And on Earth – Peace: A Christmas Eve Ecological Reflection

And on Earth – Peace: A Christmas Eve Ecological Reflection December 13, 2018

In the scripture readings on this holy night, the word peace is repeated often. Isaiah heralds the coming of the “Prince of Peace” (Isaiah 9:7).  The angels proclaim “peace on earth” (Luke 2:14).  But what does it mean to preach peace when so much of our world is in the midst of just the opposite – war, violence, strife, abuse, and oppression?  How can we sing “peace on earth” when even the Earth itself seems engaged in a battle against us, or, rather, humanity battles against Earth?

Photo by: Andrew Seaman. Some rights reserved.

Texts:  Isaiah 9:2-7; Psalm 96; Luke 2:1-14

In August of 2016, Bill McKibben wrote a piece for the New Republic entitled “A World at War” explaining the ways in which climate change is a war that is attacking our human society at every level. The climate war is “a world war aimed at us all,” he said. “And if we lose, we will be as decimated and helpless as the losers in every conflict – except that this time, there will be no winners, and no end to the planet-wide occupation that follows.”  He said that the only hope was to mobilize ourselves like we did for WWII.

Here’s what I’m starting to realize.  The Great War metaphor is wrong. The problem with the WWII comparison is that the metaphor positions us as “the good guys” who swept in and took care of those evil Nazis and the Empire of Japan.  But those of us who live a life of privilege in the West and North are not the good guys this time.  We’ve been insisting that we can have our way with the planet while others must bear the brunt of the cost.  The United States has been at the forefront of launching the eco-holocaust.  We have muscled our way across the Earth, digging, drilling, fracking, pipelining, and toxifying water, land, air, and human health along the way.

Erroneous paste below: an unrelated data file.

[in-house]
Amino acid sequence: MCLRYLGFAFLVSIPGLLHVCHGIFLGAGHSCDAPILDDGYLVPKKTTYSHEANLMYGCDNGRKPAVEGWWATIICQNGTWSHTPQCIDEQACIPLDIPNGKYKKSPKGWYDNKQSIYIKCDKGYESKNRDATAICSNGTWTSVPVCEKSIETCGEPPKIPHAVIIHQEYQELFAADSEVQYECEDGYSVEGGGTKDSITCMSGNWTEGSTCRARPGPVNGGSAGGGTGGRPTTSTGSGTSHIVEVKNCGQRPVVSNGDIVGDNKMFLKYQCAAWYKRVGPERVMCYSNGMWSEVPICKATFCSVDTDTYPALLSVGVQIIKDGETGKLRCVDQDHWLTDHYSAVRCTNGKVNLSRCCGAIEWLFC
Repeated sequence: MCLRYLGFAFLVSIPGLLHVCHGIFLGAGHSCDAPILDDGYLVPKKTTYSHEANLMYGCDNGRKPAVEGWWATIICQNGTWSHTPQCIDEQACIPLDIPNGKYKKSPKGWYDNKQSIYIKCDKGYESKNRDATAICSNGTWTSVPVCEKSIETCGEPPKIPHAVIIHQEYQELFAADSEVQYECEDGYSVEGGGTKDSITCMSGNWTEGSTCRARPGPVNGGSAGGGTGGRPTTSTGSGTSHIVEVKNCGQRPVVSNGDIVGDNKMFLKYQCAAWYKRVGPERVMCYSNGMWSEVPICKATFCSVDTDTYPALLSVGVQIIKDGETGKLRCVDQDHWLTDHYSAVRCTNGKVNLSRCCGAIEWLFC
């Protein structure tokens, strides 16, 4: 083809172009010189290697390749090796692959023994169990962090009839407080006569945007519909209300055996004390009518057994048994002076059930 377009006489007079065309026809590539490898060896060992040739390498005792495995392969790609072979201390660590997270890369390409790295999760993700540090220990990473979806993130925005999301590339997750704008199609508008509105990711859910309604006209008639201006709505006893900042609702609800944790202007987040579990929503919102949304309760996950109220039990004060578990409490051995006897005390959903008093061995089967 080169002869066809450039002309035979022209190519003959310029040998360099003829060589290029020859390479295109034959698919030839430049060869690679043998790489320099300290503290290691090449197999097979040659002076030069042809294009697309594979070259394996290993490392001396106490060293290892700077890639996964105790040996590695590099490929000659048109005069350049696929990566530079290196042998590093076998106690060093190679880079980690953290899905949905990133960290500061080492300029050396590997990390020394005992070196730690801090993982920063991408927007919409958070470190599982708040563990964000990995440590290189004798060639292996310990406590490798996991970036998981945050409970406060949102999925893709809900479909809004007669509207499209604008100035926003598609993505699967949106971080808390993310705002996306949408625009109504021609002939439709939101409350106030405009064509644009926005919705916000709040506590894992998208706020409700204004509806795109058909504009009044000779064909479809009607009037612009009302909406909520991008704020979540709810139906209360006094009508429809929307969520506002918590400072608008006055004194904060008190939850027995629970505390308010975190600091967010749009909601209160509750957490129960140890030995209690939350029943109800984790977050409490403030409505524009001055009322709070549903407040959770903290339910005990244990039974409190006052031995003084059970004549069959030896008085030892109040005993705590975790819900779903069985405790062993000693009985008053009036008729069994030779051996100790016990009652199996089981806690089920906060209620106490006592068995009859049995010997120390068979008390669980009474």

It appears, however, that Earth is rising up and fighting back.

When I look at pictures of the charred remains of the California fires, I cannot help but recall pictures I’ve seen of the bombings of Hiroshima and Nagasaki in 1945.  I believe the planet is sending us a direct message:  surrender and accept the terms of peace.

Aftermath of Santa Rosa fire, Oct. 11, 2017. Photo credit: California National Guard.